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And its not '&'

Im using the SAXParser object do parse the actual XML.

This is normally done by passing a URL to the XMLReader.Parse method. Because my XML is coming from a POST request to a webservice, I am saving that result as a String and then employing StringReader / InputSource to feed this string back to the XMLReader.Parse method.

However, something strange is happening at the 2001st character of the XMLstring.
The 'characters' method of the document handler is being called TWICE in between the startElement and endElement methods, effectively breaking my string (in this case a project title) into two pieces. Because I am instantiating objects in my characters method, I am getting two objects instead of one.

This line, about 2000 chars into the string fires 'characters' two times, breaking between "Lower" and "Level"


When I bypass the StringReader / InputSource workaround and feed a flat XML file to XMLReader.Parse, it works absolutely fine.

Something about StringReader and or InputSource is somehow screwing this up.

Here is my method that takes and XML string and parses is through the SAXParser.

    public void parseXML(String XMLstring) {
    try {
        SAXParserFactory spf = SAXParserFactory.newInstance();
        SAXParser sp = spf.newSAXParser();
        XMLReader xr = sp.getXMLReader();

        // Something is happening in the StringReader or InputSource 
        // That cuts the XML element in half at the 2001 character mark.

        StringReader sr = new StringReader(XMLstring);
        InputSource is = new InputSource(sr);

    } catch (IOException e) {
        Log.e("CMS1", e.toString());
    } catch (SAXException e) {
        Log.e("CMS2", e.toString());
    } catch (ParserConfigurationException e) {
        Log.e("CMS3", e.toString());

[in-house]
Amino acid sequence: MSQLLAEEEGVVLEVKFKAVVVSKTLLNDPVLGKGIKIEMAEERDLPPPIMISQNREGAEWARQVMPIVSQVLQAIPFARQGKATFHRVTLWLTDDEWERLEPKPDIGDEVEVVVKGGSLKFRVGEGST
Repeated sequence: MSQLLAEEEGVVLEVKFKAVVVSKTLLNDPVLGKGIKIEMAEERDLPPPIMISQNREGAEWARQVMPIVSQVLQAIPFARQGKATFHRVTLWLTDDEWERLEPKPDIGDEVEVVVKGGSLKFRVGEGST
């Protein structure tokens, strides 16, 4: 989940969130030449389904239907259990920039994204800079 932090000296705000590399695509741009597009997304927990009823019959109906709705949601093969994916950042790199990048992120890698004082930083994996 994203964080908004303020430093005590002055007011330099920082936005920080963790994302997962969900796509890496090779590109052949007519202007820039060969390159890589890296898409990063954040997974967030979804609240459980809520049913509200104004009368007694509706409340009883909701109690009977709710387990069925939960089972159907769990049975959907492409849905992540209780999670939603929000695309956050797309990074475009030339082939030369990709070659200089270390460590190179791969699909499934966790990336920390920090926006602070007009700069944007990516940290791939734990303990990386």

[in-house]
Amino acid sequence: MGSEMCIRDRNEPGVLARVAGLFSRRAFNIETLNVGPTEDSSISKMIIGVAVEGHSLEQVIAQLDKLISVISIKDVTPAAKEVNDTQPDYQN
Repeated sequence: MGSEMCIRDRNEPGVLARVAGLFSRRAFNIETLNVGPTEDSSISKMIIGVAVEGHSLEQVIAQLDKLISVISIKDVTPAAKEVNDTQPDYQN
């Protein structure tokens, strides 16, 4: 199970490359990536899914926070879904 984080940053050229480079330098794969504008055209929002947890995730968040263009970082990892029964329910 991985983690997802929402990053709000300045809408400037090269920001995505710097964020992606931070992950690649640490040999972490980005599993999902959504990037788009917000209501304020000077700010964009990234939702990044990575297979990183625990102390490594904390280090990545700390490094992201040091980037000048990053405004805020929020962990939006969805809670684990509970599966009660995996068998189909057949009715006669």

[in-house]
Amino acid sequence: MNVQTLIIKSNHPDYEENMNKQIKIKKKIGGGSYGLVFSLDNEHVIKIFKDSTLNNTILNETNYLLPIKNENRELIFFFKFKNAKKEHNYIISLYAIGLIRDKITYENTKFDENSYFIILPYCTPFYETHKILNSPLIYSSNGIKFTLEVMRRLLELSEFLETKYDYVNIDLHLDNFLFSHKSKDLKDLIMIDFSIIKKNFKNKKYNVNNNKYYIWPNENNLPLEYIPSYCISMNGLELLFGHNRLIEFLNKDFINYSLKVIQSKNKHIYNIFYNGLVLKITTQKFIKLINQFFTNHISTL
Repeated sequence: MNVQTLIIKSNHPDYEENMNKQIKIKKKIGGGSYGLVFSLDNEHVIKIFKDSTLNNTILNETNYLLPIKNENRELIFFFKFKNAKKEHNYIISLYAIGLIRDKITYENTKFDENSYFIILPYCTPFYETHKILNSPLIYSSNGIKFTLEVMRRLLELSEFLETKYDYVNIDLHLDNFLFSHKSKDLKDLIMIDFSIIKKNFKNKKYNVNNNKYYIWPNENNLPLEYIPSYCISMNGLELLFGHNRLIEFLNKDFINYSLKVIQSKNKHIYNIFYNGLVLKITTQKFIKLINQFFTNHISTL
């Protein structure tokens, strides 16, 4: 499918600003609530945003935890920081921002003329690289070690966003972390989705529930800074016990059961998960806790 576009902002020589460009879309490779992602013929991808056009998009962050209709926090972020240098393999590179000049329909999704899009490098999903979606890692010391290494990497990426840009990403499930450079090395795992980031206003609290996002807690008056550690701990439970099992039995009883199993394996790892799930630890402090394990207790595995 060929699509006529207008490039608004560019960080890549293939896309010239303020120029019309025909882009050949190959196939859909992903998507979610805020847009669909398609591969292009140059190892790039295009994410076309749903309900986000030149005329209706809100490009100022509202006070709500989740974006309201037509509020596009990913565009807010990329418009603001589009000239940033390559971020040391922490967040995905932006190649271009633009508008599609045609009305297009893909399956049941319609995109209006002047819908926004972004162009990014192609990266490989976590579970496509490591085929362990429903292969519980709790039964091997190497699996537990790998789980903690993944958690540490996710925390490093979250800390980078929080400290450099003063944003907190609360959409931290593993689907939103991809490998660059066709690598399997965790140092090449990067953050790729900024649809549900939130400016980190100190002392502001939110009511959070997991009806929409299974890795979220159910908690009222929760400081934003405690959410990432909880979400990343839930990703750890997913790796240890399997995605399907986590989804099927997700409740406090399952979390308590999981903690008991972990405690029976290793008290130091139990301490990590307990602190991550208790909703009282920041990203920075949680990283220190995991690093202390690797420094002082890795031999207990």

I would greatly appreciate any ideas on how to not have 'characters' firing off twice when I get to this point in the XML String.

Or, show me how to use a POST request and still pass off the URL to the Parse function.


share|improve this question
up vote 5 down vote accepted

As donroby said it's perfectly legitimate for the parser to call the characters method more than once between startElement and endElement. However that isn't "misbehaving" at all and you shouldn't try to finagle things so that it doesn't happen. Your parser seems to be using a 2000-character buffer, but there are other reasons it might break a text node into parts.

What you should do is to accumulate data in the characters method and process it later, in the endElement method when you are sure you have accumulated all of the character data for the node.

share|improve this answer
+1. Yes, the usual handling is to create or attach an accumulator of some sort in the startElement method, accumulate into it in the characters method, and then to use and dispose or detach it in the endElement method. – Don Roby Mar 31 '10 at 13:27

It is legitimate for the characters method to fire multiple times between startElement and endElement in a SAXParser. If your implementation isn't handling it, most likely the ContentHandler being used has in incorrectly coded characters method.